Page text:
In terms of recession indicators, you can’t do much better than the yield curve.
The difference in yield between long-term and short-term bonds has presaged every US recession in the past 50 years and is considered one of the best indicators of where the economy is heading.
There’s been some worry that as the yield curve has been flattening — that is, as short-term bond yields have risen more than long-term yields — markets are indicating that the US economy is nearing recession.
But according to Jefferies’ chief economist Ward McCarthy there is no need to fear.
“Is the flattening trend in the yield curve signalling that the US economy is headed for a recession? The answer is no,” McCarthy wrote in a note to clients Monday.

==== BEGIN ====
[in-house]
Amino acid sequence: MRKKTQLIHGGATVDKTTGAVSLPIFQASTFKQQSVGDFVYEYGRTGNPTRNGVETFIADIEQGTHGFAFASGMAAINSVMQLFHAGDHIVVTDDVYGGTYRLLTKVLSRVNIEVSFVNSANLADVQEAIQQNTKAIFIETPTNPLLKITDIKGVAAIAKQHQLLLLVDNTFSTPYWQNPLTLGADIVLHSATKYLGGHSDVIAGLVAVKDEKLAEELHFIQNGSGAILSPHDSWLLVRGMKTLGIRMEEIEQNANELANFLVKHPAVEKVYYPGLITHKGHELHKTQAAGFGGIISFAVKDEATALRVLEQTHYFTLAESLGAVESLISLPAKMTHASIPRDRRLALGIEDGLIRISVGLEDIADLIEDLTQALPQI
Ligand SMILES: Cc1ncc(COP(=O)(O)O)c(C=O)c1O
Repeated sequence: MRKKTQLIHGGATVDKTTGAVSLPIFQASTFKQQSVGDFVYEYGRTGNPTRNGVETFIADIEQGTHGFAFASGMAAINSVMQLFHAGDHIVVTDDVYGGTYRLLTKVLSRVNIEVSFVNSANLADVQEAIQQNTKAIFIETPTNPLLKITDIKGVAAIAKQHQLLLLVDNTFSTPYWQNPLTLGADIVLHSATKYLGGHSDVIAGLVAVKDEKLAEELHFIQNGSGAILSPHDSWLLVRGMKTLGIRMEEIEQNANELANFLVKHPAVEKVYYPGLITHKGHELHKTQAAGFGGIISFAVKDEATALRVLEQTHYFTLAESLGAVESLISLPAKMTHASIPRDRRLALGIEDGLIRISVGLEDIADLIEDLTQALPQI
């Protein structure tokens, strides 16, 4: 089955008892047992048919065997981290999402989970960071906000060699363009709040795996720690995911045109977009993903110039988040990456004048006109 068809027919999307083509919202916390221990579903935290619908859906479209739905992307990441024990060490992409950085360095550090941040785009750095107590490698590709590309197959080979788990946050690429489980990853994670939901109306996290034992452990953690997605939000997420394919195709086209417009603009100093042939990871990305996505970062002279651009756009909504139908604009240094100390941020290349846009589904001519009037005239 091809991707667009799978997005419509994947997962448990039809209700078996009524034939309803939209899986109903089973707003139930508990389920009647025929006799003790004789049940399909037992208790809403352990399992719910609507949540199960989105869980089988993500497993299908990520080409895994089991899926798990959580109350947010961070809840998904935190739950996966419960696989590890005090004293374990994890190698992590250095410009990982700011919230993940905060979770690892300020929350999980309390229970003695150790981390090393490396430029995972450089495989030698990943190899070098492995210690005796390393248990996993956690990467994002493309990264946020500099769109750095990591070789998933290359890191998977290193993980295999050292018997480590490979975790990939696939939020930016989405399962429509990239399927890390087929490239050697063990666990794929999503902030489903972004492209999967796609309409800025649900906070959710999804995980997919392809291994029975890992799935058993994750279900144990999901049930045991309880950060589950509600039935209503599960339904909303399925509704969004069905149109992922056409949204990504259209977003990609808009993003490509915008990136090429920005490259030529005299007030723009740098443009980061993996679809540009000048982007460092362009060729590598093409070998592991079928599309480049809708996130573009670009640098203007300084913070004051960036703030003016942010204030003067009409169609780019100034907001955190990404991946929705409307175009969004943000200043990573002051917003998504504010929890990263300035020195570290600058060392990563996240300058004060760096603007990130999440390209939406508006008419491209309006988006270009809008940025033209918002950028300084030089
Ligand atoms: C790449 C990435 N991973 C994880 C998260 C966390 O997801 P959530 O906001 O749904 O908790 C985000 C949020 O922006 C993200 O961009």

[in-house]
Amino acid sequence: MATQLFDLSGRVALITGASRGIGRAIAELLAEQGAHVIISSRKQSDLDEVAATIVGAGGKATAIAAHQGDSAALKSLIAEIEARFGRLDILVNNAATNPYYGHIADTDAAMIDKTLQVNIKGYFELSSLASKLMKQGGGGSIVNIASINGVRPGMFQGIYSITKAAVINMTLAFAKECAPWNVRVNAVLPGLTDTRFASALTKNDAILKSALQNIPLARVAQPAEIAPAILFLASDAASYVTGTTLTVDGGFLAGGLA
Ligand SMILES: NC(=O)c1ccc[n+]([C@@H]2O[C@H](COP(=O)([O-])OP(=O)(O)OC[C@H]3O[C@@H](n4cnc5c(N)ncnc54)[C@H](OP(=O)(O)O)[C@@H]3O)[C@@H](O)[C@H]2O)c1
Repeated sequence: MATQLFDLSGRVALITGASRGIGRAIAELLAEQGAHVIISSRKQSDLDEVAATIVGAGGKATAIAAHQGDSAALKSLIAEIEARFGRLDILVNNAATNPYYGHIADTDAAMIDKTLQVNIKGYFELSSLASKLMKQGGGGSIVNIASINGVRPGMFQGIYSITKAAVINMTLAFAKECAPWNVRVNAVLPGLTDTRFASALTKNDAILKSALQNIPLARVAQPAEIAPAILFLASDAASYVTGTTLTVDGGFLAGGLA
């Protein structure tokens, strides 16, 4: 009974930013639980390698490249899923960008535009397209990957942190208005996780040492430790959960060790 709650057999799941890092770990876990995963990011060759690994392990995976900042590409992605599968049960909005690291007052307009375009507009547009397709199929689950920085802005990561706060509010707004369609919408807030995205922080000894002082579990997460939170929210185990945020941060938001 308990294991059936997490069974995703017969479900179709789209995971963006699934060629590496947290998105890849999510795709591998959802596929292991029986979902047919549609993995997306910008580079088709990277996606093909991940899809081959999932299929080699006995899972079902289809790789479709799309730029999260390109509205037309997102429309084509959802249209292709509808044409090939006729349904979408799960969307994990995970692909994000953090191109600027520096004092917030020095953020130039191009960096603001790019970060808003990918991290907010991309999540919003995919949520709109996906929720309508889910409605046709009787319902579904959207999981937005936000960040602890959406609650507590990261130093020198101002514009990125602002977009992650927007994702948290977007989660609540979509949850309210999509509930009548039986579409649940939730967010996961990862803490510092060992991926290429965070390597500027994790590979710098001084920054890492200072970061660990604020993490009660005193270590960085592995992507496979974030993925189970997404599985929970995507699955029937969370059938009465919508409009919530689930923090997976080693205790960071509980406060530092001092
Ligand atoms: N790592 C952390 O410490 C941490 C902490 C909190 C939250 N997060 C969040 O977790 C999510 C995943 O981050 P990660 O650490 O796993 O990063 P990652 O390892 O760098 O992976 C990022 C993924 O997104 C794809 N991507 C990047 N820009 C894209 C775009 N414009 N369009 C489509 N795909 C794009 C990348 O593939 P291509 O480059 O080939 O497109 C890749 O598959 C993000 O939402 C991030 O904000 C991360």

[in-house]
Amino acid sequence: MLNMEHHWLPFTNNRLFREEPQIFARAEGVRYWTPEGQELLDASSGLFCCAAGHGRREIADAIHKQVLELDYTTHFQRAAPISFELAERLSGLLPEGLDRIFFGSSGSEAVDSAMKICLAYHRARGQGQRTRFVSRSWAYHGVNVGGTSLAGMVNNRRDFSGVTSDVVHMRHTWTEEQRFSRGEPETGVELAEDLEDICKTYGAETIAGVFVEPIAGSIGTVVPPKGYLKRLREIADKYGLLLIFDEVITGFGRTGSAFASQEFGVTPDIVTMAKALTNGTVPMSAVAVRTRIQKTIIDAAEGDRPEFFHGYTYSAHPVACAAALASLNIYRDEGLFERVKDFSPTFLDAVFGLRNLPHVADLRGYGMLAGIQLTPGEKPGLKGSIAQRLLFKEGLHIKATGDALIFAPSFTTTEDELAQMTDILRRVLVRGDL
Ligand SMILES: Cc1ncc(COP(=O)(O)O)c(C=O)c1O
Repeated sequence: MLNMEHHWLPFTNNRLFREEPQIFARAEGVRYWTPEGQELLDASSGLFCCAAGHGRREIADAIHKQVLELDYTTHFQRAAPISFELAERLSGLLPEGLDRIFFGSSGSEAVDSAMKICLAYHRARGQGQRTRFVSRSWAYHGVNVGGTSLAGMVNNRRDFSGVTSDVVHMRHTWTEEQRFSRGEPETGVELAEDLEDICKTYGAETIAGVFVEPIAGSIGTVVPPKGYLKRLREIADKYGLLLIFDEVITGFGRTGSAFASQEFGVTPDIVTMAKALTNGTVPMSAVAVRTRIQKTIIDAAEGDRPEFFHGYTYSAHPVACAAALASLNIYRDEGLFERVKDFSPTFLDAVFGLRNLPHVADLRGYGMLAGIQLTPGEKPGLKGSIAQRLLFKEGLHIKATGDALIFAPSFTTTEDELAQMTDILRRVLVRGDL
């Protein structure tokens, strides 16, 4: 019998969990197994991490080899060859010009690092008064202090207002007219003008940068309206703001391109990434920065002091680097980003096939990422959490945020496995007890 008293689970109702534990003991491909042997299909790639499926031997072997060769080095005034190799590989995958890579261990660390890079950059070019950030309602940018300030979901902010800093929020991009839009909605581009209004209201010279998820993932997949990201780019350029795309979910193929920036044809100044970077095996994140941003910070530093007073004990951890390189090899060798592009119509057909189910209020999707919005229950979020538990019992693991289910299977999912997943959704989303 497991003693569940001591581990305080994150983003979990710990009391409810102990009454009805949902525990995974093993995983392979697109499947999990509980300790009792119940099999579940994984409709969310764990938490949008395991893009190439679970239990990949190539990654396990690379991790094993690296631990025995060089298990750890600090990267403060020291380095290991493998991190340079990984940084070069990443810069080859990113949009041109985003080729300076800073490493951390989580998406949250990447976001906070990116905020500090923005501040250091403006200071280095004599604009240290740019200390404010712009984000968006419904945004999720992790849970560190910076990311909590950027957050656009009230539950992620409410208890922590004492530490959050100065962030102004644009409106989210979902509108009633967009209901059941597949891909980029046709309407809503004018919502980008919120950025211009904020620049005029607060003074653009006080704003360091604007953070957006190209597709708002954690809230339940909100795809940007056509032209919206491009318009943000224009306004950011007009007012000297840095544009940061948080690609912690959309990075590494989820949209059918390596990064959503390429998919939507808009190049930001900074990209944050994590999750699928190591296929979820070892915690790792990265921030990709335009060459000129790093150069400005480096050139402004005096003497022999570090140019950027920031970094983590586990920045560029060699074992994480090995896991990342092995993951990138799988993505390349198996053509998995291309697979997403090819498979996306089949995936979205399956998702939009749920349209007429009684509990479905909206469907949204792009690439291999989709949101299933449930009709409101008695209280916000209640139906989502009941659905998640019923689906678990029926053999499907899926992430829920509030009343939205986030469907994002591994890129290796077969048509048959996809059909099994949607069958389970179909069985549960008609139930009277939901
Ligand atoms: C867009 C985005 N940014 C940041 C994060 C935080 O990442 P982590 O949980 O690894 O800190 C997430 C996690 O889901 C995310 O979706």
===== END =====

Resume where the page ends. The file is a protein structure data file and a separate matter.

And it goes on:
“The slope of the coupon curve, as measured by the spread between the 2-year and 30-year, has averaged 144 bps,” McCarthy wrote. “By historical standards, consequently, the current slope of the yield curve is steep, not flat.”
McCarthy noted that yes, the curve is flattening some, but it’s been doing this off-and-on since 2011. And typically when recessions are looming the curve looks much worse than it is now.
Additionally, the flattening curve is really about a decline in oil prices that is driving down headline inflation more than concerns about a recession in the US economy.
“In this environment, the flatter curve is a reflection of deflationary pressures that have been driven by weaker global energy and commodity prices,” McCarthy added.
“It does not presage an economic slowdown, but rather is driven by a deflationary environment that has proven to be longer-lasting than transitory.”
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